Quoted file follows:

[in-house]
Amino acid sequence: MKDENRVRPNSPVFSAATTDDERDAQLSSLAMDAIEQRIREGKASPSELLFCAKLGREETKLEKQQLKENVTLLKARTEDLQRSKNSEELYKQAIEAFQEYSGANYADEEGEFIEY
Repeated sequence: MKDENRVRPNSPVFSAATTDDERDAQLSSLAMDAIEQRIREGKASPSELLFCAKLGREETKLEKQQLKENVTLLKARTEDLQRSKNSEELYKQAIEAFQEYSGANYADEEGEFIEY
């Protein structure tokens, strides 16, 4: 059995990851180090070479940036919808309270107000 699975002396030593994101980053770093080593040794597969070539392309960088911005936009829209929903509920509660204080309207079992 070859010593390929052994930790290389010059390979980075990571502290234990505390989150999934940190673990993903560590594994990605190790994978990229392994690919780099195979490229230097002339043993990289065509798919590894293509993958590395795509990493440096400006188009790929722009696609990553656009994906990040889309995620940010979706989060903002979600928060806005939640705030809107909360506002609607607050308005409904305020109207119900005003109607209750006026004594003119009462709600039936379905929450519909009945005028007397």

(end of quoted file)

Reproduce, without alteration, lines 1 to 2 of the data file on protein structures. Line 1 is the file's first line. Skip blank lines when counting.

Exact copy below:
[in-house]
Amino acid sequence: MKDENRVRPNSPVFSAATTDDERDAQLSSLAMDAIEQRIREGKASPSELLFCAKLGREETKLEKQQLKENVTLLKARTEDLQRSKNSEELYKQAIEAFQEYSGANYADEEGEFIEY